But much more importantly, the federal Minister of Justice in all seriousness came up with the proposal for caps on manager’s salaries (decreed by law!). She dared to venture into this territory in a week when major cost cutting measures at DaimlerChrysler ended with thousands of workers on strike. Much of the discussion centered on the issue of whether workers will have to work two more hours per week by 2007 or so;  management had to give up ten per cent of their pay to show solidarity. Who contrives a plan to limit salaries by law? You guessed it: everything else would be socially unjust.

It is also revealing that while in light of the above legislative initiatives the current German government can hardly be accused of being a staunch defender of liberty, even those timid reforms have prompted a good number of leftist activists (most of them still members of the old social democratic party - SPD) to form the "Initiative for Labor and Social Justice," apparently with the intention to present themselves as a new party of the old left at the next elections. Among other gems this group exclaims on its website that the fact that the latest labor market reforms require those who want to claim unemployment benefits to accept any legal job offered to them comes "perilously close to forced labor." This conclusion may leave some observers speechless, I should hope. It once again shows, however, the entrenched entitlement mentality the welfare state has wrought.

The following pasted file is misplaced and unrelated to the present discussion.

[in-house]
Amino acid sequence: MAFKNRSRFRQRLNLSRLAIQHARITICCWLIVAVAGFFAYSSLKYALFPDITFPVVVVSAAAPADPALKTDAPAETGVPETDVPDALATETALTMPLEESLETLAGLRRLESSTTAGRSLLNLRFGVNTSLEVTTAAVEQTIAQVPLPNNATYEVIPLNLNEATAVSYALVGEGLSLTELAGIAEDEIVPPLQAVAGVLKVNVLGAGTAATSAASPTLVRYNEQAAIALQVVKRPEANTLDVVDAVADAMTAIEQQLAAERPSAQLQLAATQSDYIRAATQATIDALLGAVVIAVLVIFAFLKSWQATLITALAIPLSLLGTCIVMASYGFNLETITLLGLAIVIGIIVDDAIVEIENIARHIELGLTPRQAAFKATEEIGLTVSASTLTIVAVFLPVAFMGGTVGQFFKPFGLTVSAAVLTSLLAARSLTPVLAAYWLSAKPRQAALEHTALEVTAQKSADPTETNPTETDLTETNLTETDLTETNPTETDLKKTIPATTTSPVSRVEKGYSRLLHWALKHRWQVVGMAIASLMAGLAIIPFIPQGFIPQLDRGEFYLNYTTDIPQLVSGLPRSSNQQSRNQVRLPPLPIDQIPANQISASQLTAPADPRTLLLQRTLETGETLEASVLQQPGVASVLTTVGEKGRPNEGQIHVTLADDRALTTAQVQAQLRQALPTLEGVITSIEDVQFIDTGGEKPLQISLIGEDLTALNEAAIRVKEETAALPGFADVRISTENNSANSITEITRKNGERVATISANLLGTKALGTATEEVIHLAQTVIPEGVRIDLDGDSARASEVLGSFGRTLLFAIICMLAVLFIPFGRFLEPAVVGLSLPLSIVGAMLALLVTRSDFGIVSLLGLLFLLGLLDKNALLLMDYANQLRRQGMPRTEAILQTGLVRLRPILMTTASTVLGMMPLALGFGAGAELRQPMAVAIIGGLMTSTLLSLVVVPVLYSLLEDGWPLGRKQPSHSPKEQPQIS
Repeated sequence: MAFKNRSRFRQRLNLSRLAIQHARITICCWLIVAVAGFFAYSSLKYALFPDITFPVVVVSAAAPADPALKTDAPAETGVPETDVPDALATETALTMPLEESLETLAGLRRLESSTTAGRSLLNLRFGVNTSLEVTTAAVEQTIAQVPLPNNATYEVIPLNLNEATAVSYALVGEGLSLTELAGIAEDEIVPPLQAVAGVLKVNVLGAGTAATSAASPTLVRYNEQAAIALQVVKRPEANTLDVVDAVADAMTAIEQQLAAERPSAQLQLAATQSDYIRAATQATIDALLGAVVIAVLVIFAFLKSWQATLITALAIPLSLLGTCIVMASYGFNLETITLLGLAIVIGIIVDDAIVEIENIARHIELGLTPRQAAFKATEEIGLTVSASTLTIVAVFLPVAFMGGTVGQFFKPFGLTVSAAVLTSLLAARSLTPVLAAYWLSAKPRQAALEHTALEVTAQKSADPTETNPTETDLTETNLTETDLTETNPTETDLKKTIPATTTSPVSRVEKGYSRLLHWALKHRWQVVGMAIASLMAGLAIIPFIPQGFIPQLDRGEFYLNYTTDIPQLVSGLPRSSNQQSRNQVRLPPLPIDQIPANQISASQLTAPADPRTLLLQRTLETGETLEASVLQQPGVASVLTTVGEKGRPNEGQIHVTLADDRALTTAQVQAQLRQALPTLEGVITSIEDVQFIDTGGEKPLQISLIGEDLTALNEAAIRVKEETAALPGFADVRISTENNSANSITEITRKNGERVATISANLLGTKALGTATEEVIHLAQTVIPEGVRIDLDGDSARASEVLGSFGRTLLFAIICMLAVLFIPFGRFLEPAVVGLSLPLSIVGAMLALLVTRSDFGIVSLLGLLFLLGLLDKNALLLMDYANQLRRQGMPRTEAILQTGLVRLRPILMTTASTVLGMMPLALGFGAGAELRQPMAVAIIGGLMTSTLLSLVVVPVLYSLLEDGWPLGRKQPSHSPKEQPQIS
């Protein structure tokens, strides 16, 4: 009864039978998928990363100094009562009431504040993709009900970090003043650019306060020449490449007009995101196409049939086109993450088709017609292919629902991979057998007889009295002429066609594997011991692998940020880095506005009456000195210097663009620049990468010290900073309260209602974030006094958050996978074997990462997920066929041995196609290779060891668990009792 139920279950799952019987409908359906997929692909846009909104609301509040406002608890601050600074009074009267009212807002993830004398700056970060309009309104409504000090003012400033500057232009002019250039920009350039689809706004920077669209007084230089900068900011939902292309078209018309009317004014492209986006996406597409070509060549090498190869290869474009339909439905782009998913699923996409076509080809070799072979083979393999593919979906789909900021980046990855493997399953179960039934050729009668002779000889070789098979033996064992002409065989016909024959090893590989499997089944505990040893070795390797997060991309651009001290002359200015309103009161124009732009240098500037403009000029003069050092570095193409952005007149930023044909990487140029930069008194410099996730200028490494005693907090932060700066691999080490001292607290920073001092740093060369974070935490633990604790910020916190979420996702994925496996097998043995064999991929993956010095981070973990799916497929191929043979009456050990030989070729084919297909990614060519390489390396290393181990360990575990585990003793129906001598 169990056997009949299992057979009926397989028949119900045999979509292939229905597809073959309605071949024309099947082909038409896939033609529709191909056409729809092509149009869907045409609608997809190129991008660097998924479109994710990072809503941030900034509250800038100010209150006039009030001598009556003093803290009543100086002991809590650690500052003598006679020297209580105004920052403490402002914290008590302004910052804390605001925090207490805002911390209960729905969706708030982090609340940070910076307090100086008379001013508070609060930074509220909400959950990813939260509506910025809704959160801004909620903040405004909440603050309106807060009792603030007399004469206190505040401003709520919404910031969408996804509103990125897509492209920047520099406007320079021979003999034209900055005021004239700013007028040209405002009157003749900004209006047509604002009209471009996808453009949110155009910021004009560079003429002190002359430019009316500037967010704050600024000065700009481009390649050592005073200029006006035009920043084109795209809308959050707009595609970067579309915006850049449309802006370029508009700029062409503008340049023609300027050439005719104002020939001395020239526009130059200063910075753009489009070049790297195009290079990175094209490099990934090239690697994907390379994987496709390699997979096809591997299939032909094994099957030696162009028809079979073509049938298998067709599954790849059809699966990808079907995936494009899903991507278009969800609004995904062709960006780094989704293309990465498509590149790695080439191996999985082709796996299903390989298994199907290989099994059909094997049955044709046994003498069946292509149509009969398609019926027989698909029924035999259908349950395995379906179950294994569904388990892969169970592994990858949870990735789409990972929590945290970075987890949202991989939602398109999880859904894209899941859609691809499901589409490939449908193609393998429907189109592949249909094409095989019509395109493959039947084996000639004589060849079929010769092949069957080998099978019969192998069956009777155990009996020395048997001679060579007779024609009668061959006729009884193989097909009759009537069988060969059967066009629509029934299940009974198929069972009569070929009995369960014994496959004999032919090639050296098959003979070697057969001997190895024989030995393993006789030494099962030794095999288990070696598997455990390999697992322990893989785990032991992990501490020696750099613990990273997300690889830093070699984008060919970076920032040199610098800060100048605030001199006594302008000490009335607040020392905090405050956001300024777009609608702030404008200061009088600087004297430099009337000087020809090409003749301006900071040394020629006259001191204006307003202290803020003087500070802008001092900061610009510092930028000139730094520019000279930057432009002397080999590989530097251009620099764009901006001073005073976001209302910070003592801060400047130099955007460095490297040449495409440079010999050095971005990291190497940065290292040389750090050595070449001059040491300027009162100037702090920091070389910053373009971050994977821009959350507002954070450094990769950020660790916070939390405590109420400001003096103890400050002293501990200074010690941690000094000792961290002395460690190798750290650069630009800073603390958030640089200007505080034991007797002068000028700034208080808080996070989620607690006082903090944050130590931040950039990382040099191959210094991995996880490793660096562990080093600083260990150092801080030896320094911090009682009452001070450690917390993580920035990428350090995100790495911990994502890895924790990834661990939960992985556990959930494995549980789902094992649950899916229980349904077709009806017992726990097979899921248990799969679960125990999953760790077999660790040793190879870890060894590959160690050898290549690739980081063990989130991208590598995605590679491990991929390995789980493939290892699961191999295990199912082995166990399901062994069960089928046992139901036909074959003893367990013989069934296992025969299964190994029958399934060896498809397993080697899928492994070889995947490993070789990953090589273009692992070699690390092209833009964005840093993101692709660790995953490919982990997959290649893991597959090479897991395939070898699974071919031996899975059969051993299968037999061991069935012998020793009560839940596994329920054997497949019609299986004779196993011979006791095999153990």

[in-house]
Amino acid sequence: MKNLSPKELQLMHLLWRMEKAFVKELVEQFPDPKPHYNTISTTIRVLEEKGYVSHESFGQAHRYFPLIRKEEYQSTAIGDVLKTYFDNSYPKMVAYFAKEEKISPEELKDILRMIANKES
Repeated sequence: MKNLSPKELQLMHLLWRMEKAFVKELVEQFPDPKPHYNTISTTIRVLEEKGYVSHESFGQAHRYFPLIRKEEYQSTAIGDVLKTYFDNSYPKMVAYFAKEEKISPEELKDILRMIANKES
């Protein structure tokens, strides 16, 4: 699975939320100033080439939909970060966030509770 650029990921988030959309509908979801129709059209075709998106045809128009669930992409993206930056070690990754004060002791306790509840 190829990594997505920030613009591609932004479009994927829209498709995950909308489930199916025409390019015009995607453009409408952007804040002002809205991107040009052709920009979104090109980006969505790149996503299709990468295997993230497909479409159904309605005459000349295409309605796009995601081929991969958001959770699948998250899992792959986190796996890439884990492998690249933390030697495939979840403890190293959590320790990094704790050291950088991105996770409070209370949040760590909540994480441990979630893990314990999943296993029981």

It is to me a constant source of bewilderment that when I suggest to people that the kinds of developments described indeed are bricks on the Road to Serfdom, however small at the moment still, most consider that an exaggeration of a nutty zealot, at best.

Here’s hoping that the words of warning given by Mises[iii] will over time be heard by more people:

"If righteousness [i.e. ‘social justice’ in this context, FV] is to be elevated to the position of the ultimate standard of economic action, one must unambiguously tell every actor what he should do, what prices he should ask, and what prices he should pay in each concrete case, and one must force—by recourse to an apparatus of violent compulsion and coercion—all those venturing disobedience to comply with these orders. One must establish a supreme authority issuing norms and regulating conduct in every respect, . . ."

Frank Vogelgesang holds a degree in economics from the University of Freiburg and an MBA from Thunderbird. After working in The Americas for almost 10 years he now works as a self-employed international business consultant and freelance author in Germany Send him MAIL.

[i]Universtity of Chicago Press, 1960, paperback edition 1978, p. 261.

[ii]Ibid., p. 99.

[iii]Human Action, 14th revised edition, Fox & Wilkes, San Franciso, p. 728.